Social media isn’t just for selfies and cat videos

Fr. Vien

It started with fish sauce and a desire to help people develop a curiosity about the Bible.

For years, Fr. Vien Nguyen, SCJ, had a Facebook account. As did many, he signed up for the social media platform when it first entered the cultural landscape.

“I was curious about it, but rarely looked at it,” he said. “I never bothered to write a post.”

That changed about a year ago.

Fr. Vien was coming to the end of his doctoral studies in Sacred Theology and began to think more seriously about an idea that been rolling around in his head for a while: in the midst of selfies, cat videos and political messages, could there be welcome space on social media for reflection on the Bible and the Church?

Fr. Leo John Dehon, founder of the Priests of the Sacred Heart (Dehonians), told his religious to “get out of the sacristies and go to the people.”

With a population of 2.32 billion, Facebook has a lot of people; it seemed like a good place to live Fr. Dehon’s directive. Which brings us back to fish sauce, a primary cooking ingredient in Fr. Vien’s homeland of Vietnam. Starting with something familiar, he wrote about the use of fish sauce in Roman times, trying to make connections between the time of Jesus with people today. Fish sauce was popular then as it is now.

“It was just a quick outreach, a way to help people become more familiar with the Bible,” said Fr. Vien.

The response was very positive; people asked if they could share the post. He wrote more, making the posts public so that anyone could view them. Topics have included women in the Bible, scripture quotes, the Mass, and marriage. The last two, especially explanations about the Mass, have gotten the strongest response.

He writes the posts in both English and Vietnamese, but his focus is on the latter. “There are so many excellent biblical resources in English but not many in Vietnamese,” he said. “I thought that this is a need that I could address.”

Typing the day’s reflectionAnd this is part of the fun for Fr. Vien. He left Vietnam when he was 14, and after time in a Philippine refugee camp, his focus turned toward embracing his newly adopted home: the United States. This meant focusing on English and learning American culture. His language skills in his mother tongue, said Fr. Vien, are still those of a teen.

“But that is a benefit,” he added. It allows him to write in an approachable style which many can easily understand, especially youth and young adults. “If I wrote in English and just translated the text into Vietnamese the language would be much different,” he said.

With the focus on Vietnamese, he can incorporate humor “and even a bit of sarcasm,” he said. “It is fun, but it doesn’t necessarily translate well.” The English reflection often ends up being a simple summary of the Vietnamese text without the humorous nuances.

But this too is helpful for his intended audience. It is a way for young Vietnamese Catholics, including many seminarians, religious sisters, and others pursuing advanced studies, to work on their English language skills without needing to make their way through a web of academic jargon.

The response to Fr. Vien’s daily posts has been tremendous. However, it is not the number of “likes” that he finds to be significant. “It is the comments people have about each day’s reflection, their interaction with each other.” Fr. Vien likes to think that the posts get people to think about Scripture in a casual format and then challenge them to dig deeper.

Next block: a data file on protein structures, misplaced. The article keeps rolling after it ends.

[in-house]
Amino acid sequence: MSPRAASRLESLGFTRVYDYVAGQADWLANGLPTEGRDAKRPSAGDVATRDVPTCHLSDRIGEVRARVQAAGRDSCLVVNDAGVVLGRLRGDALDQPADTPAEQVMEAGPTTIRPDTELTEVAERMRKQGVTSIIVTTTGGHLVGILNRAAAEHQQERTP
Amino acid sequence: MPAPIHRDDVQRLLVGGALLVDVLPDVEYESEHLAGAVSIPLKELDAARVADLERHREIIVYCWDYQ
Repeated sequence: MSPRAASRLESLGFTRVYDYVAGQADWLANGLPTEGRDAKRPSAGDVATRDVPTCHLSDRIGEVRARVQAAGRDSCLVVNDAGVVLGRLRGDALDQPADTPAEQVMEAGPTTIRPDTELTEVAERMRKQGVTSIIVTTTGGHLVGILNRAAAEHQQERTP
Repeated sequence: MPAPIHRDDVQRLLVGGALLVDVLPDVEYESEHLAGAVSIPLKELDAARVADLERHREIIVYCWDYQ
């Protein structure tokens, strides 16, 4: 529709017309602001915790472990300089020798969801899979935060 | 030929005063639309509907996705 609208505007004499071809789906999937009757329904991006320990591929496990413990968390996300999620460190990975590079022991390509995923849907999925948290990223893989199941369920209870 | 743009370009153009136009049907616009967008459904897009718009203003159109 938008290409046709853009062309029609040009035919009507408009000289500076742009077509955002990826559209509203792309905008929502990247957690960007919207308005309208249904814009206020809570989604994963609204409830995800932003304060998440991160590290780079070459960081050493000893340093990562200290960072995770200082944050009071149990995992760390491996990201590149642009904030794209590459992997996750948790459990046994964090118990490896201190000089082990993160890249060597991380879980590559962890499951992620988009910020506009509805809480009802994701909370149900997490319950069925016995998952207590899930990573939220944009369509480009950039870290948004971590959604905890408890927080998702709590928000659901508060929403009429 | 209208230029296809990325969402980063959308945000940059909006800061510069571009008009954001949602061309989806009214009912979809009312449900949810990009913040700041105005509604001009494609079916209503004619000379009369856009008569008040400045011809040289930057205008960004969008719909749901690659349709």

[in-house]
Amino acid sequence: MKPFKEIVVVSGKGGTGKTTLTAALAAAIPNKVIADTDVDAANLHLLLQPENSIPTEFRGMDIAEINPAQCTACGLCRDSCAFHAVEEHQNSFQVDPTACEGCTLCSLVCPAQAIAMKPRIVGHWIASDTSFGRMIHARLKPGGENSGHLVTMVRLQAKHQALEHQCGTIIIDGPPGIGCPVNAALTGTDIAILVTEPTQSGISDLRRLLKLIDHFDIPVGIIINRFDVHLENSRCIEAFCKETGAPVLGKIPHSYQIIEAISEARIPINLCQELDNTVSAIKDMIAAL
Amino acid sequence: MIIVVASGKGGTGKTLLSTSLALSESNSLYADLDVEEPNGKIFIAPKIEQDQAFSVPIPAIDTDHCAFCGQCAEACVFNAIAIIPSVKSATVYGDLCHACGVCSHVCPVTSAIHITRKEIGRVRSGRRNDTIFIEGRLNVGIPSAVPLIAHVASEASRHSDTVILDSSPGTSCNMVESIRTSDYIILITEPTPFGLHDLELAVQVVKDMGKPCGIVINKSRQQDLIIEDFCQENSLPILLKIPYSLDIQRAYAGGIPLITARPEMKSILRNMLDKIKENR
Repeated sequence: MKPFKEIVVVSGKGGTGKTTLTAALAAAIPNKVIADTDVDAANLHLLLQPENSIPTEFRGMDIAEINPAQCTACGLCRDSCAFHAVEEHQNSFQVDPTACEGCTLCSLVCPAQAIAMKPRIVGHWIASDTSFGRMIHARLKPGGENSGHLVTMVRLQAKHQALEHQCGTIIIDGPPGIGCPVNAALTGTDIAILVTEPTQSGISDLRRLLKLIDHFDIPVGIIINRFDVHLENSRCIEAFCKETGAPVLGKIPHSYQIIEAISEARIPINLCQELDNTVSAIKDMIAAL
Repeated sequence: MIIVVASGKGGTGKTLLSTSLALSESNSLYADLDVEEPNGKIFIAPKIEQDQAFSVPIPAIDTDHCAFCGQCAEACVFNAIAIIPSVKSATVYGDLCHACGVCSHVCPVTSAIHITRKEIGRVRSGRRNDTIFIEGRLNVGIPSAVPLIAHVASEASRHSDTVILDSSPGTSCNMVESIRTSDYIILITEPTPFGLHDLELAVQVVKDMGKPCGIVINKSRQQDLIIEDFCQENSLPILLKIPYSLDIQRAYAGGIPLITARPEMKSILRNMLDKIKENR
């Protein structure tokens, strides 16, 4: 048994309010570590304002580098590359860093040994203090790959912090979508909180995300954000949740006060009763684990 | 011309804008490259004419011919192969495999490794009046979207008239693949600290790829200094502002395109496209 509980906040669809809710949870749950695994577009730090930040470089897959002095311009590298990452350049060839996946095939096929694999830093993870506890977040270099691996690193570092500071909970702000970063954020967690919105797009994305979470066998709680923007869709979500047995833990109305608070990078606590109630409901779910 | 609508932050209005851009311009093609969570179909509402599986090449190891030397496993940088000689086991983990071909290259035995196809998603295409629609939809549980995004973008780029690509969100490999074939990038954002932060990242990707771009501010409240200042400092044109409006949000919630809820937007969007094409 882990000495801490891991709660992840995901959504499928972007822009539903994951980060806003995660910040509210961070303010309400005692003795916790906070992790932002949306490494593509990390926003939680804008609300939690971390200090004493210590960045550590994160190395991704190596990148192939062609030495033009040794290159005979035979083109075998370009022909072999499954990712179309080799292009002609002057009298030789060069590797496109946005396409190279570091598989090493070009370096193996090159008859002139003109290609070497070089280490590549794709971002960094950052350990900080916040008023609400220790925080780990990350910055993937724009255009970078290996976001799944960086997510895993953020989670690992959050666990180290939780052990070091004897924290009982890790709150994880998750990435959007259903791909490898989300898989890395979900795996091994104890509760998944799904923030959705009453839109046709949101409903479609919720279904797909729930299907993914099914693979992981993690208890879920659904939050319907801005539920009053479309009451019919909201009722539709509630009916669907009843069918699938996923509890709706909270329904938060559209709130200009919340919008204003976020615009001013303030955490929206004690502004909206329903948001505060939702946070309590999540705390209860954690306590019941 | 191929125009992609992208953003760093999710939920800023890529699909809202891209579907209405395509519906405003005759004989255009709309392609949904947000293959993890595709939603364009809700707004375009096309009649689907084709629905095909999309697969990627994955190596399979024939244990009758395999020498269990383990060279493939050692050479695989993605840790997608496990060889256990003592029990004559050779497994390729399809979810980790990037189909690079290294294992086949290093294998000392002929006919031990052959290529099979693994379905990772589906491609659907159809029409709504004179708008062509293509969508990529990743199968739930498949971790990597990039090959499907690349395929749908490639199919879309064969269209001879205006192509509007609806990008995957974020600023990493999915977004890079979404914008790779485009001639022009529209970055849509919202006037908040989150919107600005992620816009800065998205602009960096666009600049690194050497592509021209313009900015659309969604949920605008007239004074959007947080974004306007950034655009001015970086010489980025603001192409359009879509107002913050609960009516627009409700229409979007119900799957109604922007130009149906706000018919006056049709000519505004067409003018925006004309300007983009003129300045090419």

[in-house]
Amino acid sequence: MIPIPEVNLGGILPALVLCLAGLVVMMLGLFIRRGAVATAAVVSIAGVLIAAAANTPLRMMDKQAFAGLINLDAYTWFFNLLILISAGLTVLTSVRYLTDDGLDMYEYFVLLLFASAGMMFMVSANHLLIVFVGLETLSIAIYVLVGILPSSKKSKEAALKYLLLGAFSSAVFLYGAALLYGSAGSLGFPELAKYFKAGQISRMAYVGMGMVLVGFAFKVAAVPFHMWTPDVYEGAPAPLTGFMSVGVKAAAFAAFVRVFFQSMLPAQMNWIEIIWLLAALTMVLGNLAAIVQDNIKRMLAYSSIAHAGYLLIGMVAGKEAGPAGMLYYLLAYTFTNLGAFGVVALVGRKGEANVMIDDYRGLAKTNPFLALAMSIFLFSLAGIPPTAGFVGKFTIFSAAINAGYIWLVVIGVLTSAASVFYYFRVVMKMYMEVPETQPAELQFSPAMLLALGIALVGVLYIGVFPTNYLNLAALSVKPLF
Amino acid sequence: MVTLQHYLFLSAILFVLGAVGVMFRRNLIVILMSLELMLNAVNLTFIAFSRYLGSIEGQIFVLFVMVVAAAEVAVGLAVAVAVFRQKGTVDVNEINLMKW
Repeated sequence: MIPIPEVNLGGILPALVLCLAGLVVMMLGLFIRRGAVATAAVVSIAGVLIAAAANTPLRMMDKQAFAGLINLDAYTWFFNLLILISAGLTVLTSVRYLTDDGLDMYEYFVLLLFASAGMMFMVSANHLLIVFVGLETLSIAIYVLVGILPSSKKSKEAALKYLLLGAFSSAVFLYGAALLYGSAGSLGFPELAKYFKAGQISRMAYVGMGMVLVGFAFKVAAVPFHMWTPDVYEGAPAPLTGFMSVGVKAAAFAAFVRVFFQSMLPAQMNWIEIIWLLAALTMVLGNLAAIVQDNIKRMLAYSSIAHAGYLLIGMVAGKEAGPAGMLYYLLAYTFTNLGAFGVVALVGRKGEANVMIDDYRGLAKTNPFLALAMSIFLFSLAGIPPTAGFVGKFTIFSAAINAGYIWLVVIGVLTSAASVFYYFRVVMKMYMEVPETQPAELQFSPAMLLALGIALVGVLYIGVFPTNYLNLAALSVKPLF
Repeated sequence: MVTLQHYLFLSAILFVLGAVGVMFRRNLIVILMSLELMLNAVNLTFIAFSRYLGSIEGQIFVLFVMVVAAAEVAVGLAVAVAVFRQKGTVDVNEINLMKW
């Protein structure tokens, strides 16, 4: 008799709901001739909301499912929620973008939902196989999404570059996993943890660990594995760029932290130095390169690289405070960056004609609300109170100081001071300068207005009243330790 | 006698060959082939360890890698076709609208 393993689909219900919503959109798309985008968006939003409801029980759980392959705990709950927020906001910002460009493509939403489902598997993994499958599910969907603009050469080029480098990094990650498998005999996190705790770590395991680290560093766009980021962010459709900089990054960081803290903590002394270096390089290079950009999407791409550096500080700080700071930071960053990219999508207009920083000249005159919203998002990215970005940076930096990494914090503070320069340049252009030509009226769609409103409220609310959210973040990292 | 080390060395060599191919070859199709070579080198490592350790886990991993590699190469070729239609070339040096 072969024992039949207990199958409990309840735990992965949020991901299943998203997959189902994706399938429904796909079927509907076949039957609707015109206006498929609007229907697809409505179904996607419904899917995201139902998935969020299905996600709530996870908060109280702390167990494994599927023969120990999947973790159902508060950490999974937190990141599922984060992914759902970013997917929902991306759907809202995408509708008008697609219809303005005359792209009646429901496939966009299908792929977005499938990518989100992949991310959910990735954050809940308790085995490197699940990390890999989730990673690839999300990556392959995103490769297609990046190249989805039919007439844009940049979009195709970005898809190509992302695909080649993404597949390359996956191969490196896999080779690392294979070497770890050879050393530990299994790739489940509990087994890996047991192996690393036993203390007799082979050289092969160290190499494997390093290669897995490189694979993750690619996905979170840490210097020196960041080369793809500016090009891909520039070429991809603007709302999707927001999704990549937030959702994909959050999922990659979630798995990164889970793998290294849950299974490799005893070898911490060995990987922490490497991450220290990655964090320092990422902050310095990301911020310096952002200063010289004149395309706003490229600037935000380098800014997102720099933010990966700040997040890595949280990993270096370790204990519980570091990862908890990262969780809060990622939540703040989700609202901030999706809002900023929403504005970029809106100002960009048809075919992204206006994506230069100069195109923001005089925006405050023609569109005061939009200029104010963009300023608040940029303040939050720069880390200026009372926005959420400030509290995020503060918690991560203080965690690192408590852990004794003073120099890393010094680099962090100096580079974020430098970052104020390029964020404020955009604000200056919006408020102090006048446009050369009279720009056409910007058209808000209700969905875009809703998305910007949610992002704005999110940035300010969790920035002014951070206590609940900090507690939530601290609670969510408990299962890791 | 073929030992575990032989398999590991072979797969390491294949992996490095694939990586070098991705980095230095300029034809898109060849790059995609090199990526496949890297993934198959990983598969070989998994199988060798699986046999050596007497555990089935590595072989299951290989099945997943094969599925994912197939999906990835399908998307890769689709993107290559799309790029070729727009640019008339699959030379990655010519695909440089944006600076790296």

He writes the posts every day and after about seven months he took a two-week break to reassess what he was doing. It was then that he realized that the reflections were having a significant impact. “People I met at functions in Houston and Chicago told me that they appreciated the posts, that they were understandable and interesting, especially information about the Mass itself, why we do what we do during the Mass,” he said. Others contacted him as well, asking him to continue. He returned to Facebook with the daily postings, often with a piece of art, and hasn’t stopped since.

“It has been a way for me to develop the habit of writing regularly,” he said. Fr. Vien has been working to develop his Vietnamese language skills for more substantial efforts, including a commentary – in Vietnamese – on the Gospel of Luke. Already, he has written 150 pages of what he envisions to be a 500-plus page book.

He hopes to later work with biblical scholars to fine-tune the text before seeking to publish the commentary. Again, he notes that there are many excellent texts in English, but not in Vietnamese. Writing in Vietnamese, instead of simply translating an English text, allows Fr. Vien to incorporate Vietnamese culture into the commentary, literally inculturating the text.

Fr. Vien in the classroom

When asked if he has long had a love of reading and writing Fr. Vien laughs and quickly answers “No!” Except for an occasional John Grisham novel, for most of his life Fr. Vien only sporadically read for pleasure, much less wrote. But that changed when he began his doctoral studies. “It made me disciplined when it came to regular reading and writing, and spending time in the library. Eventually, I realized that I actually liked it!

Now, he would like to better know Vietnamese culture through its literature, both classics and contemporary writing. “I want to know what is popular with young people, but I also want to learn about the ancient writings,” he said.

Fr. Vien’s Facebook posts can be found on his personal page (Vien Nguyen, SCJ). All are public so that anyone with a Facebook account can view them.

When he isn’t writing, Fr. Vien, 45, is an assistant professor of Scripture Studies at Sacred Heart Seminary and School of Theology. His doctorate in Sacred Scripture is from Santa Clara University in California.